A look at the gHash.io Mining Pool
Please note: This review is based on a relatively small amount of hashing, a few hundred ghs. The stats outlined in this review may not apply to larger miners. We hacked our antminer S1’s to mine nine pools concurrently, letting us run proportional power across a wide variety of mining pools. This review is part of our series of bitcoin mining pool reviews.
gHash.io are one of the largest mining pools at the moment, after dominating much of the year and approaching the 51% threshold over the summer. Their market share has diminished somewhat to around 22%, but they remain one of the dominant publicly available pools these days. They are based in the UK but they also have US servers and operate using a Pay Per Last N Shares (PPLNS) reward system and a 0% pool fee.
gHash.io and CEX.io use shared login, and if you are buying cloud hashing power with CEX, you will be mining automatically on the ghash.io pool, with associated maintenance fees. However, for the purpose of this review, we’ll be looking at how they fare when you point your own miners at them. They support a wide range of coins, with bitcoin also mining NMC, DVC and IXC. NMC and DVC can be traded on CEX for bitcoin, but IXC can’t. The pool also supports a wide range of Scrypt altcoins, with litecoin and dogecoin being the two most prominent. At the time of publication, they have over 62 petahashes mining.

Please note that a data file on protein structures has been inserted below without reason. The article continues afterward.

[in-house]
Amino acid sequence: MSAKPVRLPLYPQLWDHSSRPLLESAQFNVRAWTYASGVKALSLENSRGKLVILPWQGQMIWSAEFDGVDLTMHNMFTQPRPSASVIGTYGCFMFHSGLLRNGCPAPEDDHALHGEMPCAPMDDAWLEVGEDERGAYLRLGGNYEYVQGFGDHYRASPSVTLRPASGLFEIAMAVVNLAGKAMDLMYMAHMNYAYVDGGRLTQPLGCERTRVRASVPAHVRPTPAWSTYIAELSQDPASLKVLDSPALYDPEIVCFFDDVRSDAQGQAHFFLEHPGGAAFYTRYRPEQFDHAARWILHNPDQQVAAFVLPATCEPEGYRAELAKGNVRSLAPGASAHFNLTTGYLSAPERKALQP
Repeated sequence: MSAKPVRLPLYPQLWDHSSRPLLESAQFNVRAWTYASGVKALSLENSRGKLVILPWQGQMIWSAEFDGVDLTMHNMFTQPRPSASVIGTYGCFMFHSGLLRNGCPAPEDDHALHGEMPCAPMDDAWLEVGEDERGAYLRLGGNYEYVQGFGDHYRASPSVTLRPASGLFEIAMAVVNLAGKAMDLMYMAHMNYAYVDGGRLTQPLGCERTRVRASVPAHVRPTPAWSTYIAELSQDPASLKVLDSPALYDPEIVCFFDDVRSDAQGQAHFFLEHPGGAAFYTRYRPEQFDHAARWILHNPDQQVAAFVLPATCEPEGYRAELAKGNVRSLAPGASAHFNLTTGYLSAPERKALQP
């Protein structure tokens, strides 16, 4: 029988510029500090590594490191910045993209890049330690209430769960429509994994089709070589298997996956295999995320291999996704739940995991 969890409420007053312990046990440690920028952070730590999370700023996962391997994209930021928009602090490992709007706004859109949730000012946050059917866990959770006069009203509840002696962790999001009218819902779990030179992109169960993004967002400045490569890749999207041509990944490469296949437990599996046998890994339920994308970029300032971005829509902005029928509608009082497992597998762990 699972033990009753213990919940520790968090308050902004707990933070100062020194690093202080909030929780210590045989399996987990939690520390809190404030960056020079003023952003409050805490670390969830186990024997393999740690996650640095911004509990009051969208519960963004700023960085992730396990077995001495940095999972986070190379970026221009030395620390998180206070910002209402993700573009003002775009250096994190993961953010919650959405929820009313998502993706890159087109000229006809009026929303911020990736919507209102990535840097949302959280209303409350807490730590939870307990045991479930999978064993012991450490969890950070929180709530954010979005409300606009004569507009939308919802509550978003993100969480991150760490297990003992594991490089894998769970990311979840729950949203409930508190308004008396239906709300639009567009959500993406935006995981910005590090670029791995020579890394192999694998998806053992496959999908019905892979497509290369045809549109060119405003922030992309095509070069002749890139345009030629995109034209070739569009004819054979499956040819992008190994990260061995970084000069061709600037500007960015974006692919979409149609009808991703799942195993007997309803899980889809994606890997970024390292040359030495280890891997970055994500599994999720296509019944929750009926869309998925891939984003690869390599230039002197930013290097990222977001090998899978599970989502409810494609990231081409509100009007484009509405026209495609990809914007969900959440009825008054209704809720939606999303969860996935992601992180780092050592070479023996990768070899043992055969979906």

ghash.io’s interface is straightforward and relatively simplistic compared to other pools, and especially considering how sophisticated CEX looks. It gives you shift information, mining speed information, recent blocks found. While it’s grand on desktop, I tried using it on my Samsung Galazxy S3 and found it very difficult to use the site, as you can’t use the menus properly. Also, all of the options for ghash.io are buried within CEX and not even directly from the pool, so it’s only today when taking screenshots I even found out about the what you can do there.
It features graphs for worker speeds with bars showing you stale shares submitted. It also contains a lot of their latest blocks, and earnings from eligible work in the shift are credited after six network confirmations. It also uses vardiff, so will adjust based on your hashing power. Shifts are broken into 10 minutes, and it has happened on a good few occasions where they didn’t get blocks for ages, so there was a lot of lost work. They do have a tendency to get runs of luck and it’s not unusual to see them hit three, four or more in a row. However, as we’re mining with the same amount of power on different pools, the earnings are actually quite low.
Whether this is because of their shift system, or whether it’s because they have such a huge amount of power that you need a decent chunk of power (ie tens of terrahashes) to get decent earnings, I’m not sure. But in my spreadsheets, they consistently underperformed in return when compared to pretty everyone else out of the eight pools we’re testing in this series of reviews. However, they do respond quickly to support, and the trading platform features a chat room.